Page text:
The benefits are manifold, however, and worth the investment. “When you’re thinking about critical thinking skills, problem-solving skills, collaboration skills, these things that are important to any social studies classroom, you’re going to hit them when you’re going through a deliberation process.”
Some teachers opt to use National Issues Forums (NIF) issue guides with their students, but deliberation can be incorporated into a classroom in a variety of ways. For instance, since 2010 JohnMark has developed his own forums. After studying a unit on early world religion, JohnMark and his class deliberated on the role of religion in public school. He did not have or create a booklet, but making the issue contemporary and talking through the varying perspectives of different groups around the county was enough to make the forum a huge success.
“It might be hard for someone to just start with a forum, and developing their own forum that matches what they do, that might be difficult. But deliberation, that can be something that can be taught in the classroom, and probably, in my opinion, should be taught in the classroom.”
“If you’re not a social studies teacher, I think there’s lots of room for deliberation in any class. Deliberation to me supersedes any content. It’s not content specific.”
JohnMark had a few tips for teachers interested in deliberative learning and engagement. First, attend Teachers’ Institute. “Not only do you learn how to deliberate, but you have this automatic default network of teachers who already do deliberation, plus teachers who are at the same place you are, considering deliberation.”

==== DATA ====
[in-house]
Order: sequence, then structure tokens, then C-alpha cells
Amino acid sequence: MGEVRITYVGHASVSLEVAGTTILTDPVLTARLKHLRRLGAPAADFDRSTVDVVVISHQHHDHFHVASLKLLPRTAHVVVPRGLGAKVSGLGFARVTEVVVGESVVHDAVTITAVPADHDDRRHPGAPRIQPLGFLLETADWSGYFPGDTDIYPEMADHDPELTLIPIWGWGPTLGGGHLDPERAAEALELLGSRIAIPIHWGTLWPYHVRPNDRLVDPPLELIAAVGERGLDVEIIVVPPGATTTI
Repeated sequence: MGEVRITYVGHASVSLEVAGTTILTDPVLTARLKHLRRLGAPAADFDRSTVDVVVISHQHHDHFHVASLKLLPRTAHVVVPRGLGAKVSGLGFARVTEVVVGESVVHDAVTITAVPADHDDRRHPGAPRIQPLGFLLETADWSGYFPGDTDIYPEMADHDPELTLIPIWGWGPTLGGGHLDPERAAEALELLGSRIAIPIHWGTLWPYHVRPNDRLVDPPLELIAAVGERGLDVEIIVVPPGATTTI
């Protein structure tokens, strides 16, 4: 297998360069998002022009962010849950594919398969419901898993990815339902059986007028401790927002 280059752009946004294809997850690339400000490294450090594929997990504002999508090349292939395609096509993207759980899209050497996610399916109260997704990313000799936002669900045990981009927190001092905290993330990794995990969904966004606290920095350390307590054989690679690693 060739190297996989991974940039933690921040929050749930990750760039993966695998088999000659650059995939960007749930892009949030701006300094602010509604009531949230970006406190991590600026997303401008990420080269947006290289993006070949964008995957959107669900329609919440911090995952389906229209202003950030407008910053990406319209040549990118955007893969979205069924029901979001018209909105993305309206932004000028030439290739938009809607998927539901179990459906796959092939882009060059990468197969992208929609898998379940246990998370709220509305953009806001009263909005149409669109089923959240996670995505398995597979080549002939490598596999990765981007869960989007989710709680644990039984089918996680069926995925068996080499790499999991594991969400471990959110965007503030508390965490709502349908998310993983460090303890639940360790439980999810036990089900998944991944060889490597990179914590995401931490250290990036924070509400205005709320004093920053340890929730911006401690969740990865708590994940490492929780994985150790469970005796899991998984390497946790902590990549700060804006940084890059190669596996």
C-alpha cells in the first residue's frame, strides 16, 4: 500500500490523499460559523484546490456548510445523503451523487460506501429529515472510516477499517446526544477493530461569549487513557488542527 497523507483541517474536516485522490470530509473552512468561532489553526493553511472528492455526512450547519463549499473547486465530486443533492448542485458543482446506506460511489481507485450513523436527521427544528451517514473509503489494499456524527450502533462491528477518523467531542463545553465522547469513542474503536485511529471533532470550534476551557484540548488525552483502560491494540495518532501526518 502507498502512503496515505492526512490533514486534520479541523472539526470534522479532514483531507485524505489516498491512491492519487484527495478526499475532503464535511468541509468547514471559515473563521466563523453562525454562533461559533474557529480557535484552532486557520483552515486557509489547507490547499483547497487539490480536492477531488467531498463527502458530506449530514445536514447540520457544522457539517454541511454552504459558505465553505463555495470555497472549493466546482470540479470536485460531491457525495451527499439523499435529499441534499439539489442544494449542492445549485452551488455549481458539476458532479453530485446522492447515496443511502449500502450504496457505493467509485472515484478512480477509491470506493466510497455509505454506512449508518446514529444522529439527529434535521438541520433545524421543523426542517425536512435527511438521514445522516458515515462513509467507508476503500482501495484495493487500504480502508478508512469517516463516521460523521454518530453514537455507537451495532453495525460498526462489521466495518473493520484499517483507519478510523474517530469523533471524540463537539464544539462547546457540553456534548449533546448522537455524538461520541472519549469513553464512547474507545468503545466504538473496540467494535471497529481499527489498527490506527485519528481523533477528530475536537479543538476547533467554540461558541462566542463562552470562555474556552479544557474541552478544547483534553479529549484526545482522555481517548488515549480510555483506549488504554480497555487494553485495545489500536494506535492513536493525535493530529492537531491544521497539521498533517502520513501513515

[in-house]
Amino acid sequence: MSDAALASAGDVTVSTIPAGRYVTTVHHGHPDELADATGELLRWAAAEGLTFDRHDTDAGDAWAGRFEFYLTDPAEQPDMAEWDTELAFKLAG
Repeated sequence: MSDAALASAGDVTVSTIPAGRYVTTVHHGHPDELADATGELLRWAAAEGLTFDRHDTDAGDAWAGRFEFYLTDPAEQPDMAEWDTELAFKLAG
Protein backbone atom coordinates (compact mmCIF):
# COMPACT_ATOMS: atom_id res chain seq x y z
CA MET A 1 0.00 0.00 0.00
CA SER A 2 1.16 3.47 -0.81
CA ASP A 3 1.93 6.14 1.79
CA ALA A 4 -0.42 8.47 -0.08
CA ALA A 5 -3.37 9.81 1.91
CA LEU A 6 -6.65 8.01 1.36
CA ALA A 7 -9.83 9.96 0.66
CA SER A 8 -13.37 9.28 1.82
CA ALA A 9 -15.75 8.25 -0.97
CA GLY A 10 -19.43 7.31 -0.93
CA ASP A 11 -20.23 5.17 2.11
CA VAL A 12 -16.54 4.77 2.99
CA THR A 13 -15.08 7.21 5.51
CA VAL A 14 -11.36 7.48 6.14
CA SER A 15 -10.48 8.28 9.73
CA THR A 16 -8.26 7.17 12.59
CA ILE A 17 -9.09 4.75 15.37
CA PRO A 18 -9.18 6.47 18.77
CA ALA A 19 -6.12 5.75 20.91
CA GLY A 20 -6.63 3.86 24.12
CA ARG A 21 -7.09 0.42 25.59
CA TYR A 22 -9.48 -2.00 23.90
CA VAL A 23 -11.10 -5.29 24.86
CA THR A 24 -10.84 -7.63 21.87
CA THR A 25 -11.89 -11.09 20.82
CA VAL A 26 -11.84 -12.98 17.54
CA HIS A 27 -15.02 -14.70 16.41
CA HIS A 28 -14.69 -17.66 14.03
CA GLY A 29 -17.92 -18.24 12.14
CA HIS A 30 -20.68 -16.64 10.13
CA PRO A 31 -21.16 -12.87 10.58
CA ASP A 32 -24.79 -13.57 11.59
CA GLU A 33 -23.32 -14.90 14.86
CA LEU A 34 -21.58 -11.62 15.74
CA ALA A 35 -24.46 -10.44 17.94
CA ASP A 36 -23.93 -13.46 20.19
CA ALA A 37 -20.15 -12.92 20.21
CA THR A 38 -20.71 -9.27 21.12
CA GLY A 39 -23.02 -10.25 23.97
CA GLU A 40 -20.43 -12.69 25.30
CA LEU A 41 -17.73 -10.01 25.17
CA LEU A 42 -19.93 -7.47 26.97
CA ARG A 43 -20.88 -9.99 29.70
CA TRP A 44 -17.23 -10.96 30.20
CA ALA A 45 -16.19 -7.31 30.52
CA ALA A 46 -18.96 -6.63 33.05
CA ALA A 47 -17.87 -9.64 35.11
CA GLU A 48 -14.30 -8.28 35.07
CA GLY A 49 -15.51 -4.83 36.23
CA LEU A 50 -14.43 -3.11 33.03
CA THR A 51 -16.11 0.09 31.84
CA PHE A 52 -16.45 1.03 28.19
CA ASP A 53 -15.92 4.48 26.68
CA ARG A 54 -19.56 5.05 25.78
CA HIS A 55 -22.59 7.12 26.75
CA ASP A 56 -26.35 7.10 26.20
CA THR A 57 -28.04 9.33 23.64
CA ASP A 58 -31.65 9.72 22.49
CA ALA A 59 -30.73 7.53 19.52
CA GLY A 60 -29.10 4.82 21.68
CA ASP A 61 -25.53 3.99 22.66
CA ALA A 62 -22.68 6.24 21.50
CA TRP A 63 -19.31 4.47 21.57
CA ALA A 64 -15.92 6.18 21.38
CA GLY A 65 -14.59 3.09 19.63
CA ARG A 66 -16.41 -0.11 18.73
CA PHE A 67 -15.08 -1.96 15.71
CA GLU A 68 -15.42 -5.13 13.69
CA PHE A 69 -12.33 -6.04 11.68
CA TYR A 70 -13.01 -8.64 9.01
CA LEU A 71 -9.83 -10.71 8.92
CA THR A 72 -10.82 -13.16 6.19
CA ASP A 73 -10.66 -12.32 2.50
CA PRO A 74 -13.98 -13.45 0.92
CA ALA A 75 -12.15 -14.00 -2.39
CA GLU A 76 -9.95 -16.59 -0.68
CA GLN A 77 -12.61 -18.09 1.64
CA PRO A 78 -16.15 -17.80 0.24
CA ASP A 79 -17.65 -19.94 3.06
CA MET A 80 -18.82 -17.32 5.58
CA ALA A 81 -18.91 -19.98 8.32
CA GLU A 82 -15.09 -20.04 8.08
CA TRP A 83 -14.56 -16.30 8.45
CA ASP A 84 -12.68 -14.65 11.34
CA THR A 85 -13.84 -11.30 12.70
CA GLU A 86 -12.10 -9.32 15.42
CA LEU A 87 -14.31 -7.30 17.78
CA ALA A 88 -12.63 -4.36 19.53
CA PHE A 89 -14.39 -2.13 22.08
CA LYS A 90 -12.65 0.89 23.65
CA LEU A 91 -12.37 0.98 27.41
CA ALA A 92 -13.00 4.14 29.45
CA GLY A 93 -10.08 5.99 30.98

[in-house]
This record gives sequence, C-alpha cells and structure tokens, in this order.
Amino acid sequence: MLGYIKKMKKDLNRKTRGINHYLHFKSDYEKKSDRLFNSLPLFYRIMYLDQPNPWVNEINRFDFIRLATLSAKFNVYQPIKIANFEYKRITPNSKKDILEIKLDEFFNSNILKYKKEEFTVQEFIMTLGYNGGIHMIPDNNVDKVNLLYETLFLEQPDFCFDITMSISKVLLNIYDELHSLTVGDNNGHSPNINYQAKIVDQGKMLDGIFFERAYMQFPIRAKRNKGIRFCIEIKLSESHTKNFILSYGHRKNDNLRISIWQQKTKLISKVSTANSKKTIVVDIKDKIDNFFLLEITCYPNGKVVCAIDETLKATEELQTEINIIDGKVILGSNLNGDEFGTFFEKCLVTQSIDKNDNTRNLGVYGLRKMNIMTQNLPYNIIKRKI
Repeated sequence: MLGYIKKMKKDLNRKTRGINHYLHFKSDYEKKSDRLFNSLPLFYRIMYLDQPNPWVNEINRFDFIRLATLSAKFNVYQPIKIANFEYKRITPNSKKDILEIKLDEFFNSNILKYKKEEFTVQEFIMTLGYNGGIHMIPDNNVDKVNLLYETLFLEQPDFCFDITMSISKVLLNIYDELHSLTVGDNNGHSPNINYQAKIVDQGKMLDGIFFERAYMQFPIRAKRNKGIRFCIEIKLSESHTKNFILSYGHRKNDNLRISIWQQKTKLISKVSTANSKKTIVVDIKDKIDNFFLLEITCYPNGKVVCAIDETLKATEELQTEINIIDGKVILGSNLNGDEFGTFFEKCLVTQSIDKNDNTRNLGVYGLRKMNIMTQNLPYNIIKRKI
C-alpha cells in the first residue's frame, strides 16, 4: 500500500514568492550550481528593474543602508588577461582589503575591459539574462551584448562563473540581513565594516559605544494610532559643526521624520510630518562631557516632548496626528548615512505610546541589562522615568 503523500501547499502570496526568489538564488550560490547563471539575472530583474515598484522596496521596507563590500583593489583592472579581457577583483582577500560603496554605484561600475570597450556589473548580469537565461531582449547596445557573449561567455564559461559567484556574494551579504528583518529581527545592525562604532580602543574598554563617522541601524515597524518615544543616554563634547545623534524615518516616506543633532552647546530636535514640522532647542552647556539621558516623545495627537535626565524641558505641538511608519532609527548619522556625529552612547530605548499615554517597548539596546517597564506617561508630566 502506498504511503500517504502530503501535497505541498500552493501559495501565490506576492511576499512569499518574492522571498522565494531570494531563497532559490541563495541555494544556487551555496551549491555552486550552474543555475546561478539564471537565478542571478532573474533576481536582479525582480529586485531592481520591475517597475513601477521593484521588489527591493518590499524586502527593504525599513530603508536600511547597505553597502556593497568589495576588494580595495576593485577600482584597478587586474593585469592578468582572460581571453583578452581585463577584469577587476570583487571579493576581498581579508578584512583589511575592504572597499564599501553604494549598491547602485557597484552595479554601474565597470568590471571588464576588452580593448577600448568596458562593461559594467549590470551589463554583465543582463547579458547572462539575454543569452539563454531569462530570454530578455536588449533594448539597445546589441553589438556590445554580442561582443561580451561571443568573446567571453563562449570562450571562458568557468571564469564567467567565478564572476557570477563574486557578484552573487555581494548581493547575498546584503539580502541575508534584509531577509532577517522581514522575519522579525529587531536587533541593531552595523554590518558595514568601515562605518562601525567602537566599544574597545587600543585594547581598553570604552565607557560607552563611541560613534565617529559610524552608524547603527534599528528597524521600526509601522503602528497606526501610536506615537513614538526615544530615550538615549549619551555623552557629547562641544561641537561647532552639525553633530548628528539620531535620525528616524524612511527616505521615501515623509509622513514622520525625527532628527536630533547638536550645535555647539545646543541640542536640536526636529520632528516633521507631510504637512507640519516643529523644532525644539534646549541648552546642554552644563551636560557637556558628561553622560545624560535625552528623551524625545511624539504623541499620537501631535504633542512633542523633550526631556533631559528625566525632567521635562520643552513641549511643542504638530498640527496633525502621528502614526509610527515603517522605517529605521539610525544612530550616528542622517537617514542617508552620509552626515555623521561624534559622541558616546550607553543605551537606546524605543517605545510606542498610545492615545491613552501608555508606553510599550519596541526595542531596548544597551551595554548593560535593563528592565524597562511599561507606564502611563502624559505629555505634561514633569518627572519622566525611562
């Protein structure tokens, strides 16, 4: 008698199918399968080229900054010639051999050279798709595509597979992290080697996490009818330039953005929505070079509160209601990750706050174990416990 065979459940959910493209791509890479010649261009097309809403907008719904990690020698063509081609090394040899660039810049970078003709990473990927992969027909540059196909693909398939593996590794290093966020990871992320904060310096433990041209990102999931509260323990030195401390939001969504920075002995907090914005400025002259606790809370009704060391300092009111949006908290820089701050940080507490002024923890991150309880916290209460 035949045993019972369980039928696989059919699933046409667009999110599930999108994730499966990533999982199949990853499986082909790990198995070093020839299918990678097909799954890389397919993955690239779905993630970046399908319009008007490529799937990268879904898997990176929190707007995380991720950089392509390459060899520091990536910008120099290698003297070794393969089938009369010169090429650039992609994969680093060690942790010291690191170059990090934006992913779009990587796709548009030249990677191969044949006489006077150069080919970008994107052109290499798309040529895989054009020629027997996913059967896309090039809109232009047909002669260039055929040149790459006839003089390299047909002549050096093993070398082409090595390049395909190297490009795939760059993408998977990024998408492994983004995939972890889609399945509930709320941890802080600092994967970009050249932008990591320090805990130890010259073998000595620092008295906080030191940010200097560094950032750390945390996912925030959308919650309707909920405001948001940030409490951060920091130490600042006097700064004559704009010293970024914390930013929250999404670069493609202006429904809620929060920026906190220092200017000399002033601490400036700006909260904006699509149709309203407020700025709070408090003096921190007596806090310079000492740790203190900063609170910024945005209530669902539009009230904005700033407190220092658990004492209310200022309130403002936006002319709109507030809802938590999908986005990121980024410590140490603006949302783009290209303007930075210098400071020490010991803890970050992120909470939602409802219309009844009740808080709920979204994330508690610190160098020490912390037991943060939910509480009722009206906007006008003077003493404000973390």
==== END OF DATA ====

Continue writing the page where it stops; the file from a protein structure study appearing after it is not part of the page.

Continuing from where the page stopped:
Second, “do not underestimate the preparation component.” Have a list of questions for when conversation sags. “As the moderator, that’s your time to shine. You come out with the new question. If it’s not catching, go to the next question. And preparing yourself for the actual forum day is super important, both for you and for your students.”
Third, “make forums a big deal.” Do it somewhere other than your classroom…Invite parents to see. Invite your principal to see. Students like that kind of attention. It also makes [students say], ‘Whoa! We’re going to do a forum. Let’s get ready. Let’s prepare for this!’ And once it’s a thing in your classroom that’s exciting, they’ll want to do it. They’ll want to come back and moderate for younger students. They’ll want other students to do it. If you make it a big deal, they’ll think it’s a big deal.”